Use your fingers to spread the filling. It's the easiest way.

Use your fingers to spread the filling. It’s the easiest way.

Fold over into a rectangle, then cut out even lengths.

Fold over into a rectangle, then cut out even lengths.

I went with the slightly more difficult way of making them into twists, which is the traditional method they’re made in Sweden. Just fold the filled, rectangle of dough in half, then cut it into about 13-15 equal slices. Snip the center of each piece to create two “legs” still attached at the top. Twist the left “leg” clockwise, and the right “leg” counter-clockwise to form a pretty candy-cane effect. Lay the right “leg” over the left “leg” and bend them both toward the back, tucking the center in, to create a twisty, round roll. Believe me, it’s easier than it sounds. And even if you don’t make every single one looking exactly the same (which I confess I didn’t), they will still come out looking mighty impressive.

Cut a split in the middle of each length, but not all the way up. Then twist each "leg.''

Cut a split in the middle of each length, but not all the way up. Then twist each “leg.”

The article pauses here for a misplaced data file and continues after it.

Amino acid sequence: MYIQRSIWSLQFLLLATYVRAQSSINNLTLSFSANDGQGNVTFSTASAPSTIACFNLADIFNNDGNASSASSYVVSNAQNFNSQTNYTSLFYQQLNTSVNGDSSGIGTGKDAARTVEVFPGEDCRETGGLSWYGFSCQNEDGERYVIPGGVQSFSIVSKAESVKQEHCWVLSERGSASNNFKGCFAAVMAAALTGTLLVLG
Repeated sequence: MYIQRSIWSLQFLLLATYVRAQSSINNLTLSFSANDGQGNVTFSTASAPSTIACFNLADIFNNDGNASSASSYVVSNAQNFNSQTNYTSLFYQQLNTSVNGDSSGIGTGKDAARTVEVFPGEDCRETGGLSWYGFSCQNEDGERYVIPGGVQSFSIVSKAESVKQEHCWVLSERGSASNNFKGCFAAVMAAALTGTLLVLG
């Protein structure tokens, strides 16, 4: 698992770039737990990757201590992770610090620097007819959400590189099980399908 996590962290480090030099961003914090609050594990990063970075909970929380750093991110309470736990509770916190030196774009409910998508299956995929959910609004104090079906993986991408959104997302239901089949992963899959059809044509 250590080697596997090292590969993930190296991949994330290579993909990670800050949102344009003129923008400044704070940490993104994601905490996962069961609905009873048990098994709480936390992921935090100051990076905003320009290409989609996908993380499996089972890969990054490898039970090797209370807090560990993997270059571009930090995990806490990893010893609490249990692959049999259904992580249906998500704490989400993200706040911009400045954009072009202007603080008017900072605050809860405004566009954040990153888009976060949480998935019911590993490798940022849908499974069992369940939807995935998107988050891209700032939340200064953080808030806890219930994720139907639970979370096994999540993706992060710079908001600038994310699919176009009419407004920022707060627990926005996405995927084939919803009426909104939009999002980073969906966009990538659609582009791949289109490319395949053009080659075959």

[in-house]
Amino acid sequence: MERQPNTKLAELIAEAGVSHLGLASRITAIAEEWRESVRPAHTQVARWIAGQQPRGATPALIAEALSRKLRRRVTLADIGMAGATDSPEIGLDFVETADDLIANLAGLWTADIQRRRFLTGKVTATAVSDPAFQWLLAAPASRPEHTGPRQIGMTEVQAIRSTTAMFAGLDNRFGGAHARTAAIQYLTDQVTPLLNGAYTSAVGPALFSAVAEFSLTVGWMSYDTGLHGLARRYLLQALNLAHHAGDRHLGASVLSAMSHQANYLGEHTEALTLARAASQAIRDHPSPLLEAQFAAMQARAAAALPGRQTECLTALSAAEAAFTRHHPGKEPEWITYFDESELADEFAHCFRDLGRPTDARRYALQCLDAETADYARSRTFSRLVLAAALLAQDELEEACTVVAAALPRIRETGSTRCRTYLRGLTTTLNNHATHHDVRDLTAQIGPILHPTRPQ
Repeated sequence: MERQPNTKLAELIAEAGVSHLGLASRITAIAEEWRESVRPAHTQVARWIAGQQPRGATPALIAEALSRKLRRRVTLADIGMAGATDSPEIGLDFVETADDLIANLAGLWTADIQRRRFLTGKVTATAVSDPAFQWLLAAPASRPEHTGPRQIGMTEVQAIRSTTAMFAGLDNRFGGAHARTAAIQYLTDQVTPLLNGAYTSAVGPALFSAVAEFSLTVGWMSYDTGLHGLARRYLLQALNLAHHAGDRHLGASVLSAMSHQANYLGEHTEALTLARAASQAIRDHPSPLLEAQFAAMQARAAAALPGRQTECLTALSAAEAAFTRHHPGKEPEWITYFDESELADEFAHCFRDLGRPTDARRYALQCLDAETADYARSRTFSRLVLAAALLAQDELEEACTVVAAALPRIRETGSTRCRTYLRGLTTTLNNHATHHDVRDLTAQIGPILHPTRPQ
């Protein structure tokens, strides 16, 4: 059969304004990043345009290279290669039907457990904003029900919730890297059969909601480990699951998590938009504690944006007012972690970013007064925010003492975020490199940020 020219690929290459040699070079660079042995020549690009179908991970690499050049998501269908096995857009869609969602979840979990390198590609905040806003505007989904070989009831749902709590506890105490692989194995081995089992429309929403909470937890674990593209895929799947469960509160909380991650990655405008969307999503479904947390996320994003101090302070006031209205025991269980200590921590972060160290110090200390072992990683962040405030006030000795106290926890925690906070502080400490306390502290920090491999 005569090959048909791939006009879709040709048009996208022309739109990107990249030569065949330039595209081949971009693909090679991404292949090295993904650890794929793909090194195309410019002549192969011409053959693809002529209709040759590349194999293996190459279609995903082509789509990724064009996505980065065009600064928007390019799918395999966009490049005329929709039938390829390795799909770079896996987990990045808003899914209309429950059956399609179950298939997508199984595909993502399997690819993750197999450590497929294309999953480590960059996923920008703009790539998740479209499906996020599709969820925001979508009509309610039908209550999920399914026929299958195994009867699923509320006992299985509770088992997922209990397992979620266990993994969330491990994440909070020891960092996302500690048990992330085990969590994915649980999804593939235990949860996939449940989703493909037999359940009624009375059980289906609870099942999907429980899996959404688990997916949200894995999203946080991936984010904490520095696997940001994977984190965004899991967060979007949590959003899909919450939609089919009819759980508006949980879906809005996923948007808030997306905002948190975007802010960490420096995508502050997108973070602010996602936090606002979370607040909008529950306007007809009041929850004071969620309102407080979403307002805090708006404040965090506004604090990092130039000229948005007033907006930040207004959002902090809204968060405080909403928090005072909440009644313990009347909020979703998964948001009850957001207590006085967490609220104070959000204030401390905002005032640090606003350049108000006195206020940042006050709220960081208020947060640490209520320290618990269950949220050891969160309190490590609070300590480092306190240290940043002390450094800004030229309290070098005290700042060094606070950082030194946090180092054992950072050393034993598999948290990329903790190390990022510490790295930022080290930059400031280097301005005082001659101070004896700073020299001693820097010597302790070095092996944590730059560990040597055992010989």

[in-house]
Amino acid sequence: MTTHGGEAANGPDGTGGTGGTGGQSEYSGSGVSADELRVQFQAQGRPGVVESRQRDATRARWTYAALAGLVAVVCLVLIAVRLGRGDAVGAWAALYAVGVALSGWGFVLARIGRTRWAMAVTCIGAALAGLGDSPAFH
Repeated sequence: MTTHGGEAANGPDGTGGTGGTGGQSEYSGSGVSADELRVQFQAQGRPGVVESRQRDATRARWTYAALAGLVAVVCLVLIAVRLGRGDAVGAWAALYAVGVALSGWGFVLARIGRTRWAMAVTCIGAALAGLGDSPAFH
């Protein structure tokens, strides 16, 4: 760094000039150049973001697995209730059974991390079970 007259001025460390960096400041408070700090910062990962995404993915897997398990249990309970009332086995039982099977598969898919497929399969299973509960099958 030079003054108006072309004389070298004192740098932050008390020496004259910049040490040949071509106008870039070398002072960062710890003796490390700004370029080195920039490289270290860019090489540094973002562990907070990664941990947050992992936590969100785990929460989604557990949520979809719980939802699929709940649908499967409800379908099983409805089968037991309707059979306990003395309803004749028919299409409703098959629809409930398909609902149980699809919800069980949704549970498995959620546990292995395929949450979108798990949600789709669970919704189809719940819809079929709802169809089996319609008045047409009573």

Cross the right "leg'' over the "left,'' then bend both legs toward the back, tucking in the center.

Cross the right “leg” over the “left,” then bend both legs toward the back, tucking in the center.

Mine might not look exactly the same. But I like to think each one has character.

Mine might not look exactly the same. But I like to think each one has character.

Give each bun a gloss of egg wash, and gently stick on some pearl sugar or chopped almonds before baking.

The buns bake up soft, fluffy and bready. They’re incredibly redolent of spice, but not in a smothering way. You can make them with all cardamom or with a mix of cinnamon and cardamom, which I did. Even my husband, who isn’t always a fan of cardamom, loved these. The buns are not achingly sweet, either.